Given this background, the big question that we must need answer is whether this is indeed Rahul’s ‘Coming of Age’?
There can be little doubt that this time the Congress vice-president has made a sincere and painstaking effort to put the government on the mat, notwithstanding the fact that he has now exposed himself to attacks on the Agusta Westland helicopter deal as well. There can also be little doubt that his recent speeches are a vast improvement over his past efforts. I even noticed that he has been trying to recite some shers (albeit with the assistance of a piece of paper). However, to my mind, the important question that the Congress party needs to answer is whether it has the organisational heft in Uttar Pradesh - the most important state heading for assembly polls - to carry Rahul’s message to every nook and cranny of India’s biggest state. The problem with the Congress party is that despite all of Rahul’s pyrotechnics, the contents of his speech were not accorded prominent space in any of the major vernacular newspapers like Dainik Jagaran or Amar Ujala or Aaj. This might have had something to do with the fact that the allegations had already been aired by Prashant Bhushan and Arvind Kejriwal. In these circumstances, the possibility of the ‘earthquake’ predicted by Rahul Gandhi is quite remote.
Indeed it would not be far from the truth to say that the only issue qua which the Uttar Pradesh election is a referendum is the success or failure of demonetisation. Reports emerging from the poll-bound state seem to suggest that banks and ATMs are relatively better stocked with money than they were a fortnight earlier and that the initial groundswell of support for demonetisation seems to be returning. As far as the question of whether the BJP will romp home or not is concerned, it is too early to predict. However, what is decidedly clear is that Rahul Gandhi and his ‘second coming’ shall have little to no impact on the result of the election. The Congress party shall surely be relegated to the last spot in the quadrangular race. His only hope is that the Samajwadi Party gives him some seats to fight in a “mahaganthbandhan”.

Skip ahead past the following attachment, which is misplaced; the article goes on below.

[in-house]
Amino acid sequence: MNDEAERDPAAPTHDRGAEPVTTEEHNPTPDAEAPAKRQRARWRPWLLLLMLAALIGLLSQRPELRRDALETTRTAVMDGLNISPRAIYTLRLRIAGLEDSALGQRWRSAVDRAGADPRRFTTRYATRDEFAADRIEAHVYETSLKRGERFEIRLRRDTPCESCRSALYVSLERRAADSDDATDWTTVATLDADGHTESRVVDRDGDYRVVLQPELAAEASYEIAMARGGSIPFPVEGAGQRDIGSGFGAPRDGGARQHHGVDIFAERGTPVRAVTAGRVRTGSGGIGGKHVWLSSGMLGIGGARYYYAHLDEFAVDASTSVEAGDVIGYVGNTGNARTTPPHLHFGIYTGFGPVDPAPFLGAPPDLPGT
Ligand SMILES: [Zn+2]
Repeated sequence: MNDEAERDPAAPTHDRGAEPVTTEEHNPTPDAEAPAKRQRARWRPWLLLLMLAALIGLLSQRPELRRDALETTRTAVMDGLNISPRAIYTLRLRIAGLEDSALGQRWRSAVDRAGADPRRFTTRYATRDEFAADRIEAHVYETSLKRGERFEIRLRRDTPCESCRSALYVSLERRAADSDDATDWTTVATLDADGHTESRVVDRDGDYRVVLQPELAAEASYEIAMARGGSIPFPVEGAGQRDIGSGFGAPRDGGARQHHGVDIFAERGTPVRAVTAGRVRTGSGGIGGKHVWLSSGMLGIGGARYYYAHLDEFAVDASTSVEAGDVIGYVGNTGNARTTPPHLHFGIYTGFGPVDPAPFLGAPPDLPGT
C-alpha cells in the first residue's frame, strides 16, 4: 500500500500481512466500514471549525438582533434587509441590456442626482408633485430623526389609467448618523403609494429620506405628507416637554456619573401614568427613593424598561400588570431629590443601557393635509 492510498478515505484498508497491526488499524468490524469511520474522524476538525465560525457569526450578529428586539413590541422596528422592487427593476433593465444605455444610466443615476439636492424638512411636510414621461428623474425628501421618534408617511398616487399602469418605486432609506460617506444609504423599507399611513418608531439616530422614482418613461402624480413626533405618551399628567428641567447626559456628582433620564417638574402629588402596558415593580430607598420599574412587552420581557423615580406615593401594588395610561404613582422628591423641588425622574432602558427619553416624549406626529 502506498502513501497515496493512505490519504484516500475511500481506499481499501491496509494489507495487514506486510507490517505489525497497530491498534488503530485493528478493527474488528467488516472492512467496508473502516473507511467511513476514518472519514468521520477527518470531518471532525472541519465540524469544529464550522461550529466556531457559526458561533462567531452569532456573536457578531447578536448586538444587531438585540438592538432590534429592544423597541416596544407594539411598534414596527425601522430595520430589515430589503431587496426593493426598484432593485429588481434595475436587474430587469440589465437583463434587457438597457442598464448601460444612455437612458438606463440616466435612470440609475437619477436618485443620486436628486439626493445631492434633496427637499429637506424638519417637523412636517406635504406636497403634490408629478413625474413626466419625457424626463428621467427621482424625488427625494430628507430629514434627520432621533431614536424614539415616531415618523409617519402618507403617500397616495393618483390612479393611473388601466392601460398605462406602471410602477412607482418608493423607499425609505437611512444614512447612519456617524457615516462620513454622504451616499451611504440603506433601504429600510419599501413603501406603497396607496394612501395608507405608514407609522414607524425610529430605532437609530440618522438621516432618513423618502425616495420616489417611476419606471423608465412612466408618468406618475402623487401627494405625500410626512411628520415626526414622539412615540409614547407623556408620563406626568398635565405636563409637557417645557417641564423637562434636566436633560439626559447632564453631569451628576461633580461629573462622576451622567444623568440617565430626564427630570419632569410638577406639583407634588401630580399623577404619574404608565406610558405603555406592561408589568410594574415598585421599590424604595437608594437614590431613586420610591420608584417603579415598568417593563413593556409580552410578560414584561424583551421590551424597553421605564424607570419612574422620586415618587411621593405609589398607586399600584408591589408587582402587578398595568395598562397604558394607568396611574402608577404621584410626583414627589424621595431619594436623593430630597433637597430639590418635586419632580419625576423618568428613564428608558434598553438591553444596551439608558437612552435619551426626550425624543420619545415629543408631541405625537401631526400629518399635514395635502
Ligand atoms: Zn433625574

The Congress vice president should stop wasting his breath on Narendra Modi. The fact of the matter is that he is just one of the occupants of the opposition space for which regional satraps with a larger grassroots base than him are vying fiercely with each other. His energy would be better expended in trying to build a base for his party in Uttar Pradesh instead of managing headlines in, and on Delhi-based and Delhi-centred newspapers and news channels respectively.
Raghav Awasthi is a lawyer based in Delhi and a member of the Rashtriya Swayamsevak Sangh (RSS).